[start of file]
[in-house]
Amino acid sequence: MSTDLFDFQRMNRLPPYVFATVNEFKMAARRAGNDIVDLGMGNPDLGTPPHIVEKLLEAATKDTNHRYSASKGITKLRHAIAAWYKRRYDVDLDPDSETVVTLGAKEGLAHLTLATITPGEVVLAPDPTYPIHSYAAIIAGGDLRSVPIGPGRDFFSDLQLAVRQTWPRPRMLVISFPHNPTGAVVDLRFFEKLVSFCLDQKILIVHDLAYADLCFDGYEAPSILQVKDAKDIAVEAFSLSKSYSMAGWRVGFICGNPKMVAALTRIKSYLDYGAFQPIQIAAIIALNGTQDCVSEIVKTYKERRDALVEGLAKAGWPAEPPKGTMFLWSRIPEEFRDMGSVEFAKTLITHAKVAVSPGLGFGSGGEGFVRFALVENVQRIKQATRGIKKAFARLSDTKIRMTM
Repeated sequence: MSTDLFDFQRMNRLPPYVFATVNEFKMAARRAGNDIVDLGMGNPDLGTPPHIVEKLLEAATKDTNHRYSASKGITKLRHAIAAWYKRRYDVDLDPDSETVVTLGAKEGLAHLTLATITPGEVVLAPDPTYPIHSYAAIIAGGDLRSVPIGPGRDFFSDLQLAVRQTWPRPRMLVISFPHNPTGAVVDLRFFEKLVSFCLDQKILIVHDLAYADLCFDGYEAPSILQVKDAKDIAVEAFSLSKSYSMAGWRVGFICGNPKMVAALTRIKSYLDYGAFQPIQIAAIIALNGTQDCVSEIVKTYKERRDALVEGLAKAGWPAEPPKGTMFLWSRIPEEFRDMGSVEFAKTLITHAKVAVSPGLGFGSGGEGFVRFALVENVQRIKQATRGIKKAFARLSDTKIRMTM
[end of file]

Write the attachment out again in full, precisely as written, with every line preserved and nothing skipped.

[in-house]
Amino acid sequence: MSTDLFDFQRMNRLPPYVFATVNEFKMAARRAGNDIVDLGMGNPDLGTPPHIVEKLLEAATKDTNHRYSASKGITKLRHAIAAWYKRRYDVDLDPDSETVVTLGAKEGLAHLTLATITPGEVVLAPDPTYPIHSYAAIIAGGDLRSVPIGPGRDFFSDLQLAVRQTWPRPRMLVISFPHNPTGAVVDLRFFEKLVSFCLDQKILIVHDLAYADLCFDGYEAPSILQVKDAKDIAVEAFSLSKSYSMAGWRVGFICGNPKMVAALTRIKSYLDYGAFQPIQIAAIIALNGTQDCVSEIVKTYKERRDALVEGLAKAGWPAEPPKGTMFLWSRIPEEFRDMGSVEFAKTLITHAKVAVSPGLGFGSGGEGFVRFALVENVQRIKQATRGIKKAFARLSDTKIRMTM
Repeated sequence: MSTDLFDFQRMNRLPPYVFATVNEFKMAARRAGNDIVDLGMGNPDLGTPPHIVEKLLEAATKDTNHRYSASKGITKLRHAIAAWYKRRYDVDLDPDSETVVTLGAKEGLAHLTLATITPGEVVLAPDPTYPIHSYAAIIAGGDLRSVPIGPGRDFFSDLQLAVRQTWPRPRMLVISFPHNPTGAVVDLRFFEKLVSFCLDQKILIVHDLAYADLCFDGYEAPSILQVKDAKDIAVEAFSLSKSYSMAGWRVGFICGNPKMVAALTRIKSYLDYGAFQPIQIAAIIALNGTQDCVSEIVKTYKERRDALVEGLAKAGWPAEPPKGTMFLWSRIPEEFRDMGSVEFAKTLITHAKVAVSPGLGFGSGGEGFVRFALVENVQRIKQATRGIKKAFARLSDTKIRMTM